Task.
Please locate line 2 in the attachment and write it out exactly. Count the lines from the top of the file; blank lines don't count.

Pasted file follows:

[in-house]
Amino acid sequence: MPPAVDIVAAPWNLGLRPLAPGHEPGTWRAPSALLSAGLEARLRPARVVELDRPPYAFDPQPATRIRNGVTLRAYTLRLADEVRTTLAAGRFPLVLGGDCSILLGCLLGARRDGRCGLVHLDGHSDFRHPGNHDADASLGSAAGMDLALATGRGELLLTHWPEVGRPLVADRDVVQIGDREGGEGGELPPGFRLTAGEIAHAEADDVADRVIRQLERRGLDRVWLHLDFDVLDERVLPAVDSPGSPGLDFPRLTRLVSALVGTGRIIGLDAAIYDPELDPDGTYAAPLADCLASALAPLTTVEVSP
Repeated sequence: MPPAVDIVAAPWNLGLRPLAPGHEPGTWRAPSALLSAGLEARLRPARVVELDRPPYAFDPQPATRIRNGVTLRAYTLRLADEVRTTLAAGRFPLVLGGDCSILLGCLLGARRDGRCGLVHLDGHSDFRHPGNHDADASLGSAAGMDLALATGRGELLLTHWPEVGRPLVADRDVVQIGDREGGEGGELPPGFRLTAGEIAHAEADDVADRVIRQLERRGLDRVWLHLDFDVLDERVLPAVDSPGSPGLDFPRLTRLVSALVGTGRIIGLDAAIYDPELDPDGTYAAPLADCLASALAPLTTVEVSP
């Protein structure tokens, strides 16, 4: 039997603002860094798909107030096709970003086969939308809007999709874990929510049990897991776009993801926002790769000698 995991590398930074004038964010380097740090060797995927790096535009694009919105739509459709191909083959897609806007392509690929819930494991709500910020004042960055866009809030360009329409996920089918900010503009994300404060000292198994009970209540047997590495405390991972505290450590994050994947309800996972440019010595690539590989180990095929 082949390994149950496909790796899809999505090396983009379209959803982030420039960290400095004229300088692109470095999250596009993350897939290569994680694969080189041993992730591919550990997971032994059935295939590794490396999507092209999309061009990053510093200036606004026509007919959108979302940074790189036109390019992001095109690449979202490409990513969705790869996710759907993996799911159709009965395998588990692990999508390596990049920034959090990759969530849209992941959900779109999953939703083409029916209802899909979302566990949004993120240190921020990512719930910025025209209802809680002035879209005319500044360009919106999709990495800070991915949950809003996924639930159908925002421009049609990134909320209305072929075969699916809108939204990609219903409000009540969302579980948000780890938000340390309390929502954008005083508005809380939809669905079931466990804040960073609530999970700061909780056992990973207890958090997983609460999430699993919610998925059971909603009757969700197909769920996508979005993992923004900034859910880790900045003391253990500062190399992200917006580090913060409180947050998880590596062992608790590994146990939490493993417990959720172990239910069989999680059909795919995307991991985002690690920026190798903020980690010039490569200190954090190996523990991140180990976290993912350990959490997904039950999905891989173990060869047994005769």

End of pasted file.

Amino acid sequence: MPPAVDIVAAPWNLGLRPLAPGHEPGTWRAPSALLSAGLEARLRPARVVELDRPPYAFDPQPATRIRNGVTLRAYTLRLADEVRTTLAAGRFPLVLGGDCSILLGCLLGARRDGRCGLVHLDGHSDFRHPGNHDADASLGSAAGMDLALATGRGELLLTHWPEVGRPLVADRDVVQIGDREGGEGGELPPGFRLTAGEIAHAEADDVADRVIRQLERRGLDRVWLHLDFDVLDERVLPAVDSPGSPGLDFPRLTRLVSALVGTGRIIGLDAAIYDPELDPDGTYAAPLADCLASALAPLTTVEVSP